Before there was the sound of trying not to scream, I wore my hair short and I wore blue. After that, I threw away all my colours and grew my hair. If I could have, I would have worn it like a shroud. I wanted my body to disappear.
When you are raped, it’s as though your skin has a memory, as though its very cells change in every fold that was touched by your rapist. I’d changed my skin several times since I was raped, but I couldn’t get rid of the sense that his fingers were still on my body even though years had passed since that day. That skin cells are replaced didn’t cure that feeling–it didn’t come from my rational mind. I thought that if I destroyed my body, I could get rid of its memory.
The odd thing about trauma is that men will fall in love with it. It’s their chance to swoop down and rescue you from evil. After I grew my hair and stopped wearing blue, men forgot how to love me because they were so much in love with the image of themselves loving a person like me. In all the years I was with H, he couldn’t divorce his feelings about me from his attraction to my vulnerability.
The scars I wear are no longer reminders of trauma, but scent brings it back every time. My nose can trace the smell of my rape as well as a bat can trace the distance of a rock and the height of it even through blindness.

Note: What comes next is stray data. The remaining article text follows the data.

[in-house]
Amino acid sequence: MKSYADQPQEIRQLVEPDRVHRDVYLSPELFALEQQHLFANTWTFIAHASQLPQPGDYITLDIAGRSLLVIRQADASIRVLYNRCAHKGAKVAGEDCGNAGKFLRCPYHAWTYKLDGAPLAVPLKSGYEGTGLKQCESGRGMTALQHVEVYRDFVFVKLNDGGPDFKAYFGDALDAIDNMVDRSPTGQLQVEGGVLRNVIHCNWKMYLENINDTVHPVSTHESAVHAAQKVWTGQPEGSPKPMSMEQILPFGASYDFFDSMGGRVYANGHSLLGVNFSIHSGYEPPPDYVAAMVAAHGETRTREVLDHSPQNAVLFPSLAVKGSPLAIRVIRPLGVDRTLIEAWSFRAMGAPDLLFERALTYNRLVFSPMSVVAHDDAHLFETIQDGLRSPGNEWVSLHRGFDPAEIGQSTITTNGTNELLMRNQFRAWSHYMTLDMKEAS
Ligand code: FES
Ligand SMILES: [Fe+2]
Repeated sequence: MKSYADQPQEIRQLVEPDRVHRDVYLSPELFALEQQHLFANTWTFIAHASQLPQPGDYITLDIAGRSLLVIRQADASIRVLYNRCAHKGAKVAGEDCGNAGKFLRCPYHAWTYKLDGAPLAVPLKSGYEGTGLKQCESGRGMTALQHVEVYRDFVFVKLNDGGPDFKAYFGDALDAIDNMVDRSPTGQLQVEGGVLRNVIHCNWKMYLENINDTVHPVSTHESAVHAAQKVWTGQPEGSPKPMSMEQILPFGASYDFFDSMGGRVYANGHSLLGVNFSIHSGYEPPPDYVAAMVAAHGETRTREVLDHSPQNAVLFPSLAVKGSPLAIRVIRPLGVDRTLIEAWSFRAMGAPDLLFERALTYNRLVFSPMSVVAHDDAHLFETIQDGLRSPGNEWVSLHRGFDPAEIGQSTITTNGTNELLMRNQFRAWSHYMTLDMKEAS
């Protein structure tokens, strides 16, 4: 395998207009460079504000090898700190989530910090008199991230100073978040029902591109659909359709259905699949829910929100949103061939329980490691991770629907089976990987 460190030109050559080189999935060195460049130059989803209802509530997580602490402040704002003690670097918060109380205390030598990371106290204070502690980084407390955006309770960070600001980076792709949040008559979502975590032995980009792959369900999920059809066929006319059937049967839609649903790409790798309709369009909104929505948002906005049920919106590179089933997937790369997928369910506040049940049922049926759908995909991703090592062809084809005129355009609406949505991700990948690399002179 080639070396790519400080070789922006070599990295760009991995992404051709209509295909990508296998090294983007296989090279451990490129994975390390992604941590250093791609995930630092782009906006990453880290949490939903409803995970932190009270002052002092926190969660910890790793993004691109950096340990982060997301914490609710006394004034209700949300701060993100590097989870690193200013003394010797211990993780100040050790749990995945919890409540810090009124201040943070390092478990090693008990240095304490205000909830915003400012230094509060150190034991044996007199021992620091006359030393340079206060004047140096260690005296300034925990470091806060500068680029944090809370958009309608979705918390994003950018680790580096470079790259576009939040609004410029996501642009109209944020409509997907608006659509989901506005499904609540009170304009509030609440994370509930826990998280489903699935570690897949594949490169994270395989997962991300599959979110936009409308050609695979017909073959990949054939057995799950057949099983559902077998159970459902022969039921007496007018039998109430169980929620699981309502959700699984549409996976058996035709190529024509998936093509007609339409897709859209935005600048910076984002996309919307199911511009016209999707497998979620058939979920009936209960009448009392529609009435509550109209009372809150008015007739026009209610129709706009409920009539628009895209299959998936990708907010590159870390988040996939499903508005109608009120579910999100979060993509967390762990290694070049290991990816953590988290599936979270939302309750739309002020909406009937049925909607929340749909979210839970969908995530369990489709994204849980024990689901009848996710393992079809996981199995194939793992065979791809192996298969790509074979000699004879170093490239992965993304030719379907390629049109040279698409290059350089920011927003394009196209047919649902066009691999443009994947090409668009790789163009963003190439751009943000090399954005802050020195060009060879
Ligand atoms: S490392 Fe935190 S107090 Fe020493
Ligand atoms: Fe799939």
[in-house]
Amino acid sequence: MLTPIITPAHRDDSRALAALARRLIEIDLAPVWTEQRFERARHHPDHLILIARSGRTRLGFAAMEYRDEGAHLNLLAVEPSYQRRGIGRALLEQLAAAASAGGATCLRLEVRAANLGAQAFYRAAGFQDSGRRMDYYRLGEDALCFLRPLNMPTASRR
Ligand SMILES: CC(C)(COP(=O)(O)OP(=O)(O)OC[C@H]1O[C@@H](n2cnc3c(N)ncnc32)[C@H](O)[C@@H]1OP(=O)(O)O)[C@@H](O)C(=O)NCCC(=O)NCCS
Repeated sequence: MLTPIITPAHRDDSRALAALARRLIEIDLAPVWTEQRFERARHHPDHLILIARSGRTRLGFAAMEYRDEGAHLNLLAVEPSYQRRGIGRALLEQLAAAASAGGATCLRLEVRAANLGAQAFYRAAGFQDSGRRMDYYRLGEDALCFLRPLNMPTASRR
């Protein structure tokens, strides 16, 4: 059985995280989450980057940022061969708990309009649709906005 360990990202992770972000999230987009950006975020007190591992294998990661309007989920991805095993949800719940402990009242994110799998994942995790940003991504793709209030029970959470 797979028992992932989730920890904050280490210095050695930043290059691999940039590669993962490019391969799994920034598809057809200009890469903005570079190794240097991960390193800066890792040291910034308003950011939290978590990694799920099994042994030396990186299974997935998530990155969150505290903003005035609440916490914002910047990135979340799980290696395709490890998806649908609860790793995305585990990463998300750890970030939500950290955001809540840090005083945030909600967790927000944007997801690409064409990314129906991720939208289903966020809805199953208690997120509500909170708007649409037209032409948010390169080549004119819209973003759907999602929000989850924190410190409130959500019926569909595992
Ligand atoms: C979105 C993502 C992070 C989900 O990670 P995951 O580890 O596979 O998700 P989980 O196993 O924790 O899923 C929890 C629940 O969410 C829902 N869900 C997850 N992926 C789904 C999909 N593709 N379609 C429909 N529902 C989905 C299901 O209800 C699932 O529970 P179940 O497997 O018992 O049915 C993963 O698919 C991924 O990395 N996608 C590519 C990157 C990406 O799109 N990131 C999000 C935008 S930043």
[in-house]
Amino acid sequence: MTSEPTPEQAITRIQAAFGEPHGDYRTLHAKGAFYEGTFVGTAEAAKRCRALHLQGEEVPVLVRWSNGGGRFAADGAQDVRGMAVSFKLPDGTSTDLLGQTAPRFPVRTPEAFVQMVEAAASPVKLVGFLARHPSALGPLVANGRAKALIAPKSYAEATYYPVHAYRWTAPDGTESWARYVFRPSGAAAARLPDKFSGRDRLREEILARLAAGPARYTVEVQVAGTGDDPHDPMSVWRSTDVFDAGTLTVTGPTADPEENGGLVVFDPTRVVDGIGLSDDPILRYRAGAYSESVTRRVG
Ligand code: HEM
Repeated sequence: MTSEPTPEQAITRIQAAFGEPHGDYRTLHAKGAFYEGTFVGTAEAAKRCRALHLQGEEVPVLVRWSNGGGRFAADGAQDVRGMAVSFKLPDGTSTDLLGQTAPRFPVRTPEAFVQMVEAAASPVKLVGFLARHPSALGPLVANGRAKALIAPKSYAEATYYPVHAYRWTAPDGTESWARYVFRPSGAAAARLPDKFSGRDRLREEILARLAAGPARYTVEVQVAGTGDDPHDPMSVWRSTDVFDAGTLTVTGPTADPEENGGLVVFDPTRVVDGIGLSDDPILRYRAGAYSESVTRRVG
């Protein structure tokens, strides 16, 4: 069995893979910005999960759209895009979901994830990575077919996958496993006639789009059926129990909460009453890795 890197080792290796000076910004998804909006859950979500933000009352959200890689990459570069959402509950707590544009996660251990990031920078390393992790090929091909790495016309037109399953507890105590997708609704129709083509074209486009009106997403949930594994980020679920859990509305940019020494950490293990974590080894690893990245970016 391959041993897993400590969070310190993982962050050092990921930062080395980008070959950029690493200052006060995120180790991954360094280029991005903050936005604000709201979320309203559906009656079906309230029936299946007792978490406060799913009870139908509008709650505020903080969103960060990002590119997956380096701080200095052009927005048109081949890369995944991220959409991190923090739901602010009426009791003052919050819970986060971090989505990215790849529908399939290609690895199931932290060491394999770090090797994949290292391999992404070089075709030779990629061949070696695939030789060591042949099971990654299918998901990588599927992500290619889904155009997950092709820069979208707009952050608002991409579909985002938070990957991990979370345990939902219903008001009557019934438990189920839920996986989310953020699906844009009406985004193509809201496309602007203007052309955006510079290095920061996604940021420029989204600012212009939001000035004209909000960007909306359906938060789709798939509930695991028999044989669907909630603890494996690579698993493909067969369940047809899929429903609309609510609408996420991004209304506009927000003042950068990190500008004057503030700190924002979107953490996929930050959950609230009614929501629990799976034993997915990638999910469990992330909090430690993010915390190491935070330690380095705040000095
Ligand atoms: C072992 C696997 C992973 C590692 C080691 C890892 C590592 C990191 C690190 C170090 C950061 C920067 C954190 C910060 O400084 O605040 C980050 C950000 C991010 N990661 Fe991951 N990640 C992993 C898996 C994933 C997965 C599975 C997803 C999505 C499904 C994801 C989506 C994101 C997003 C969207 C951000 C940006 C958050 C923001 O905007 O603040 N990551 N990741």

Rape does not appeal to rationality. The experience is so far beyond tolerable that your responses become primal. The only rational way to take away their power is to unpack all those irrational thoughts, lay them in front of you, and acknowledge them in words.
The dead parts rotted. They were the things about my rape that I couldn’t remember, the things that I’d left in dark corners for somebody else to find. I couldn’t extract them into consciousness. I only know that once there was something and now there was something dead.
When I cut my hair and rediscovered all my colours, it was like feeling vitality for the first time. Blood leaked back into my cells and decay fell away. The first man to fall in love with me instead of my trauma liked me to dress in front of the window and go out in sheer clothes. He made sure I was always aware of my body. That is how the dead parts disappeared: he replaced them with life. He loved me, and in doing so, he taught me I was worthy of love.